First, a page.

JACC Report 48 – Hexafluoropropylene

JACC 048 : Hexafluoropropylene (CAS No. 116-15-4) | October 2005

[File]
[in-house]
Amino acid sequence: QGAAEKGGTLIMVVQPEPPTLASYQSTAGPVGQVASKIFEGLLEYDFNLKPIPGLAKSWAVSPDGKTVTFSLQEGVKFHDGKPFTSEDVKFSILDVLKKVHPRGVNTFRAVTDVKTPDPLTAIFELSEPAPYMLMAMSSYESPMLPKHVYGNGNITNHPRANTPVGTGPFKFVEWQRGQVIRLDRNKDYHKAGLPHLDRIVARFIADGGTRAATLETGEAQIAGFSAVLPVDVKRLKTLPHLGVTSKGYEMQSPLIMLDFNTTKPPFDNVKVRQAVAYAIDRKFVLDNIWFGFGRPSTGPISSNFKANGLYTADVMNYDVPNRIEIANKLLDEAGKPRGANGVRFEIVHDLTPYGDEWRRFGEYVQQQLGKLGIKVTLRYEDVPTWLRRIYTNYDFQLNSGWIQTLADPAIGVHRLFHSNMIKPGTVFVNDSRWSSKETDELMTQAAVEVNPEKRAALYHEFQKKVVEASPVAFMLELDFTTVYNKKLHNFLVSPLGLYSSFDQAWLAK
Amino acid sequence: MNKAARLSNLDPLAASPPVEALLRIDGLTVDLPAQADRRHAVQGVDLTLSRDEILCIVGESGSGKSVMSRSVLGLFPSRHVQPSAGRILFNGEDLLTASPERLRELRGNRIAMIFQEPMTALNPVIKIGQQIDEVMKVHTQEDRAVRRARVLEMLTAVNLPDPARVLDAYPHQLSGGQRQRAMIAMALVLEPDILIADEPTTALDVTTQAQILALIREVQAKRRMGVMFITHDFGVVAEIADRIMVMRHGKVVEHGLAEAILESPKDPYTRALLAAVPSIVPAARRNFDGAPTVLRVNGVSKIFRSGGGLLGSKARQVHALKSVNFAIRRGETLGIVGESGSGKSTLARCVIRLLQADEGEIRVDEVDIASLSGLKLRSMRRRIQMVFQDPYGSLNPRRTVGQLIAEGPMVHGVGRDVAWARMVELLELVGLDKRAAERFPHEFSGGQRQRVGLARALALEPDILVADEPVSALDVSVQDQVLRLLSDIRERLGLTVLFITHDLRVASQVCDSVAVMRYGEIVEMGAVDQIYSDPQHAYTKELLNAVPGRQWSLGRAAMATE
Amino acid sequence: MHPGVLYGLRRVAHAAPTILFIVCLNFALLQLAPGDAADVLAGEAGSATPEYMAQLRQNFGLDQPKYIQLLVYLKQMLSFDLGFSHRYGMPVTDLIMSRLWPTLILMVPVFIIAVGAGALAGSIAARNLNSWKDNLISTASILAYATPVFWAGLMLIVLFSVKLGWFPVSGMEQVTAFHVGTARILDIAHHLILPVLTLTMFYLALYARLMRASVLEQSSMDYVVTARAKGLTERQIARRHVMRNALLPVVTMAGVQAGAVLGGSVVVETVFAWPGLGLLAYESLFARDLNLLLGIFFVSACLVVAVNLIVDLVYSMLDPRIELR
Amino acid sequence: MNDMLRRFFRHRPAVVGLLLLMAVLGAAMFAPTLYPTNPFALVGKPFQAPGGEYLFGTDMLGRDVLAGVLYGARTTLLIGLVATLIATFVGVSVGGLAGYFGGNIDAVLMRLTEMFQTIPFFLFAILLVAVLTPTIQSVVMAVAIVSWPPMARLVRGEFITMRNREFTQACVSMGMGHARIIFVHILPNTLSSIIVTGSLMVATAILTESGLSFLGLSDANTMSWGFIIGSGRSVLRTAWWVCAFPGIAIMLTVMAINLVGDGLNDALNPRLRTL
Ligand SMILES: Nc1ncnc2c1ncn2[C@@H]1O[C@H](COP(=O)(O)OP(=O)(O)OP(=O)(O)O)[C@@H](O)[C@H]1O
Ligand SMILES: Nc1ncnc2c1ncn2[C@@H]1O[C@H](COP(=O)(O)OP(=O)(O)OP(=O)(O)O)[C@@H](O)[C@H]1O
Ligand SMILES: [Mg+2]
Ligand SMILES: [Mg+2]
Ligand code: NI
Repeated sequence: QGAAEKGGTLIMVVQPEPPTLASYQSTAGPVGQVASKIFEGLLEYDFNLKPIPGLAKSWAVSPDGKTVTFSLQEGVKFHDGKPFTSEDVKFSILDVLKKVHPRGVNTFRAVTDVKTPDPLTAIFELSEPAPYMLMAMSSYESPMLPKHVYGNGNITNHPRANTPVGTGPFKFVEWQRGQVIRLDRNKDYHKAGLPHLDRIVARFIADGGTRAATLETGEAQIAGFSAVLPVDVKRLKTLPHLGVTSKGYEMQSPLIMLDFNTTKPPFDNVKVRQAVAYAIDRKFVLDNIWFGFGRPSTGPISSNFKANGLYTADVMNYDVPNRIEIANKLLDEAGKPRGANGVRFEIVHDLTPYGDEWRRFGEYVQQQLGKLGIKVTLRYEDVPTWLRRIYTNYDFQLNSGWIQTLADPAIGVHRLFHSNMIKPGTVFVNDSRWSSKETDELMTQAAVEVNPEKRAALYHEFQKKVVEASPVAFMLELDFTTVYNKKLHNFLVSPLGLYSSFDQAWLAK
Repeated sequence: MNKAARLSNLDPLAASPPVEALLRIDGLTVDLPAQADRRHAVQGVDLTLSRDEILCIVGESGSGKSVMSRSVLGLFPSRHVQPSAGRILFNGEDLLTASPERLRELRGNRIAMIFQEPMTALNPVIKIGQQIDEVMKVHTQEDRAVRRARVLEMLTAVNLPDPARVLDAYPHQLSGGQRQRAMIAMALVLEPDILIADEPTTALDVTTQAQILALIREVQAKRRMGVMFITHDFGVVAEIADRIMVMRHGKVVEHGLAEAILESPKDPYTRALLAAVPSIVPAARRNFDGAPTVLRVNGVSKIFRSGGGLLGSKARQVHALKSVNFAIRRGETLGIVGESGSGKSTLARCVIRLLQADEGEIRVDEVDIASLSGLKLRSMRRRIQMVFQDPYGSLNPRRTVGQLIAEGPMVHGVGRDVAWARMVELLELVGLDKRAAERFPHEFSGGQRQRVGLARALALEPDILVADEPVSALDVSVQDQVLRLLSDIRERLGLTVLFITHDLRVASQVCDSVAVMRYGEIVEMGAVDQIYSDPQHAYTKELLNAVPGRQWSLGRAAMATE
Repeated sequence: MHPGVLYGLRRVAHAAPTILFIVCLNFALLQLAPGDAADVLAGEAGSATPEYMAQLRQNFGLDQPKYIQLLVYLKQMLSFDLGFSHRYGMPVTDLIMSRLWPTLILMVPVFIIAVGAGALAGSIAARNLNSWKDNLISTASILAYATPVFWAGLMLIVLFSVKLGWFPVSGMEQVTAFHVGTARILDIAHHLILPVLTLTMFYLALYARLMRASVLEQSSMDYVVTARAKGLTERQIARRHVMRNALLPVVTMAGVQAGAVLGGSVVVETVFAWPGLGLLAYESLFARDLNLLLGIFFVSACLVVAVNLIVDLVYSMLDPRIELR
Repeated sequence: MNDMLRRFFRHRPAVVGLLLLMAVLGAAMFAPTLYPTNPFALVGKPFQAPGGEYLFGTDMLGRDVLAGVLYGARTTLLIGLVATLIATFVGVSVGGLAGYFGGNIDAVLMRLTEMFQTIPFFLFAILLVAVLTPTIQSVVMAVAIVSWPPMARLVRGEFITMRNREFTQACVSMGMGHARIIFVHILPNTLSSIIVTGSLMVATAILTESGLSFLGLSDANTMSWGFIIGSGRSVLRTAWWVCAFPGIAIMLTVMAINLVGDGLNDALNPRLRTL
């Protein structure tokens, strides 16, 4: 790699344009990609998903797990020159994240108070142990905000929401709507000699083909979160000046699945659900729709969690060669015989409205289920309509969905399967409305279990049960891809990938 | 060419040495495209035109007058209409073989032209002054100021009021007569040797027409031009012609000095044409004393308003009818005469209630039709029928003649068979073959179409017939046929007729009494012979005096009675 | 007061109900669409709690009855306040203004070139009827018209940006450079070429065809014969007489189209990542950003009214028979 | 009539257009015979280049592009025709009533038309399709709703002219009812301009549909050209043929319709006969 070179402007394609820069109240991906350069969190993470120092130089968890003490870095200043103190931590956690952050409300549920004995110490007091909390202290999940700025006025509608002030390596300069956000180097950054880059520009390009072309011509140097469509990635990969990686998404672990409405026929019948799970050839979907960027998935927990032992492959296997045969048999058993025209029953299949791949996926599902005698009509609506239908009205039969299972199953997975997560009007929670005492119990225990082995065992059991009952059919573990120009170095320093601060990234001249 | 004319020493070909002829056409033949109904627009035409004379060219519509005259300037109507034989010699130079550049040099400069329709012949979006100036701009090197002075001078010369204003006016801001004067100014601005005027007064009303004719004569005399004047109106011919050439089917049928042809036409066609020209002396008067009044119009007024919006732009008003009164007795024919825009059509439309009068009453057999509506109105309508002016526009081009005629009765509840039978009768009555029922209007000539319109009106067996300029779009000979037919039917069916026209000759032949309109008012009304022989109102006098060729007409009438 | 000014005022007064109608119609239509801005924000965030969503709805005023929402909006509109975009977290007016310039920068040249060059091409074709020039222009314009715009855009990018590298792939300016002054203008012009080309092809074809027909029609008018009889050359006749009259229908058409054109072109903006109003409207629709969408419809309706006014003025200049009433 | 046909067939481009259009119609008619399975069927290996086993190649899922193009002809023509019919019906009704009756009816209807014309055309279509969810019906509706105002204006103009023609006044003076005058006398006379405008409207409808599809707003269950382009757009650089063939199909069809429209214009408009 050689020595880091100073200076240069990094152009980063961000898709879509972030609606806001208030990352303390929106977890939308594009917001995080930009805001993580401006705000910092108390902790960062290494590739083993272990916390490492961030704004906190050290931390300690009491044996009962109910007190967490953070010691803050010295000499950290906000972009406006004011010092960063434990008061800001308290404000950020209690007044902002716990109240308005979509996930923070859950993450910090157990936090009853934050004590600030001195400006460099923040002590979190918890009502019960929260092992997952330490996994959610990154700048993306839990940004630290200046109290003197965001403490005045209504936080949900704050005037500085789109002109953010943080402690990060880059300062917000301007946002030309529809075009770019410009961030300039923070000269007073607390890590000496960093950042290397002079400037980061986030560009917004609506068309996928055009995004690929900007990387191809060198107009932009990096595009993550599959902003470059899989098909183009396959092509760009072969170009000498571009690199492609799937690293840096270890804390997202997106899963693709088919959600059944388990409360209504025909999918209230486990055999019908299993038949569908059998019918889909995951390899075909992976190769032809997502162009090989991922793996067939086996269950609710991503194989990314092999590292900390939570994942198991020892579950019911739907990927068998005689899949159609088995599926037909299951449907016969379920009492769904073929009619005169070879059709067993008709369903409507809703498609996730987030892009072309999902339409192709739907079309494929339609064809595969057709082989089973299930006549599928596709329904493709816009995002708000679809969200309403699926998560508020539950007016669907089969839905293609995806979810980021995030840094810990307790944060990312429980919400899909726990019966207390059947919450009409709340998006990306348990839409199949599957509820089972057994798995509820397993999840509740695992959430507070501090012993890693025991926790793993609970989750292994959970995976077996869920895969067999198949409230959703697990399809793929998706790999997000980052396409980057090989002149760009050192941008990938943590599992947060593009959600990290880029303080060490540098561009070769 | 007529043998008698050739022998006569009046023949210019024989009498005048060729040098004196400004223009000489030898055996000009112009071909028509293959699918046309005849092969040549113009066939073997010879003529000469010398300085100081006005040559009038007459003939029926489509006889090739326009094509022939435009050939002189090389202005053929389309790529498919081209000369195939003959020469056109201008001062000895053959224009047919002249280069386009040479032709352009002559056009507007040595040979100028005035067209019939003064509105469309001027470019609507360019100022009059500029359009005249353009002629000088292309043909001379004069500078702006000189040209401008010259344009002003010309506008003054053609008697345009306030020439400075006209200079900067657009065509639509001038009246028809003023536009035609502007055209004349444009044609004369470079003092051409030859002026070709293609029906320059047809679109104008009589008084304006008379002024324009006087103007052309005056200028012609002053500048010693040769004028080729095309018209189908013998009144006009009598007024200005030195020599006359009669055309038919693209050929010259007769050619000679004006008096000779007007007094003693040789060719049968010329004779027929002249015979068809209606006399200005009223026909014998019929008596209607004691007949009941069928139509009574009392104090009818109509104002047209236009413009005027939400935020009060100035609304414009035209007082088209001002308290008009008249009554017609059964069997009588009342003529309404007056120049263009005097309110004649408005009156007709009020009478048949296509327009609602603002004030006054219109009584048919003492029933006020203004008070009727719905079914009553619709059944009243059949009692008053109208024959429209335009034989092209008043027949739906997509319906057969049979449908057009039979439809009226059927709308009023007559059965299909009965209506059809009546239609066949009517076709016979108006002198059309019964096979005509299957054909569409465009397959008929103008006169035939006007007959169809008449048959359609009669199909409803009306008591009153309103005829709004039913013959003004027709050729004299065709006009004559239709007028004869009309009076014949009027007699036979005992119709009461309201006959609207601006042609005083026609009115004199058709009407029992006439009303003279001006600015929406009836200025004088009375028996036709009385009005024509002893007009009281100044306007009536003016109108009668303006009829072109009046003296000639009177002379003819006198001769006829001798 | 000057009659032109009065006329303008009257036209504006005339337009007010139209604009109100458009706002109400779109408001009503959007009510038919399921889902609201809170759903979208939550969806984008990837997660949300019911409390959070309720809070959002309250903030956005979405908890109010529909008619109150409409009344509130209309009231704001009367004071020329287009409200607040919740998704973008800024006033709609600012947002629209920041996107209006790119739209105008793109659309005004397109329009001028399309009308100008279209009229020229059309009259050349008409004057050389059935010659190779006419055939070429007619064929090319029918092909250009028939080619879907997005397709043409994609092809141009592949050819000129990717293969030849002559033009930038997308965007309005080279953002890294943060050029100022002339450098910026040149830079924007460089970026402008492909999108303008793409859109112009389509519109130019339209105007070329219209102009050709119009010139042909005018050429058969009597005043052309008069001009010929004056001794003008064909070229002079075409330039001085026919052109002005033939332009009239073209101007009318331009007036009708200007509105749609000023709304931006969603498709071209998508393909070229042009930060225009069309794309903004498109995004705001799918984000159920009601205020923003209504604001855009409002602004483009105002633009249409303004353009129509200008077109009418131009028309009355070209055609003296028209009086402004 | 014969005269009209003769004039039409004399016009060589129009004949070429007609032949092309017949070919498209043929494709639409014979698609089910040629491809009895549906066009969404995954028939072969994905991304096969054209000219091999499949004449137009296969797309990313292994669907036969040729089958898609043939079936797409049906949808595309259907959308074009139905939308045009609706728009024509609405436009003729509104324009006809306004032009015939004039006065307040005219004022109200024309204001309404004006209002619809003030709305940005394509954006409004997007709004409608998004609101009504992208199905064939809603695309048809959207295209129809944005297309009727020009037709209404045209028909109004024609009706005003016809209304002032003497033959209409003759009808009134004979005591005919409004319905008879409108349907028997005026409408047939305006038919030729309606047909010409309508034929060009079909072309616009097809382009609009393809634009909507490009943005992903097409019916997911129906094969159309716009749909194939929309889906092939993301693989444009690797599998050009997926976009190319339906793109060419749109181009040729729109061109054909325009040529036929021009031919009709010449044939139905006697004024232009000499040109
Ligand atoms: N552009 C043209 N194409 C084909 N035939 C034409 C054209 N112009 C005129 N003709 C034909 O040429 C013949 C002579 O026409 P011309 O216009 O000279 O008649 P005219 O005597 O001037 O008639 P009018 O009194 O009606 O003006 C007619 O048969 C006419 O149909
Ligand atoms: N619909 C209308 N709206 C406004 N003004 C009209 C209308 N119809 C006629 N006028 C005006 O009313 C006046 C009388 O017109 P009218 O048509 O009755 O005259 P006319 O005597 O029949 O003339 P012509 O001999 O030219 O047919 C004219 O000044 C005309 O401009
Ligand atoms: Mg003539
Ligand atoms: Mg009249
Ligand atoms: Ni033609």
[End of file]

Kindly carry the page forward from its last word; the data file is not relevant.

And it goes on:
This report has been produced as part of the ECETOC Joint Assessment of Commodity Chemicals (JACC) programme. It presents a critical evaluation of data on the toxicity and ecotoxicity, and environmental fate and impact of hexafluoropropylene (HFP). A hazard/risk assessment is required under current OECD/EU schemes. In the USA, HFP is included in the EPA (Environmental Protection Agency) Chemical Right-to-Know Initiative . HFP is a chemical intermediate used in the synthesis of fluoropolymers, fluoro-elastomers and also fluorinated oils and greases. It is a colourless gas that is only slightly soluble in water. Any HFP released to the environment will be found mainly in the air, where it will be broken down by reaction with hydroxyl radicals to trifluoroacetic acid, hydrogen fluoride and carbon dioxide. HFP is unlikely to bioaccumulate. The environmental risk from exposure is low, since only a small amount is released into the environment. HFP does not deplete the stratospheric ozone layer. The global warming impact of HFP is insignificant, other than by contributing to carbon dioxide concentrations on atmospheric breakdown. HFP has a low acute toxicity in laboratory animals. In repeated exposure studies, the kidney was the principal target organ, as manifest by an increase in relative kidney weight. In one study, there was also a decrease in relative spleen weight. Although no standard reproductive or developmental toxicity studies have been conducted, the reproductive system does not appear to be a target of HFP toxicity and it is not considered that there is a need for any further studies of these end-points. Genotoxicity studies have generally been negative, suggesting a low level of concern. However, recent findings with the structurally related tetrafluoroethylene of chronic toxicity, including certain tumours in life-time studies in mice and rats at high exposure levels, may indicate the possibility of carcinogenicity for HFP. HFP is manufactured in closed systems and occupational exposure, limited to specific job classifications, is expected to be low. It is thus considered to be of low potential risk. Company internal occupational exposure limits range from 0.5 to 2 ppm (3 12 mg/m3). There is no known direct consumer exposure to HFP. Consumer exposure is negligible, arising only from low levels of residual monomer in end-use polymeric products.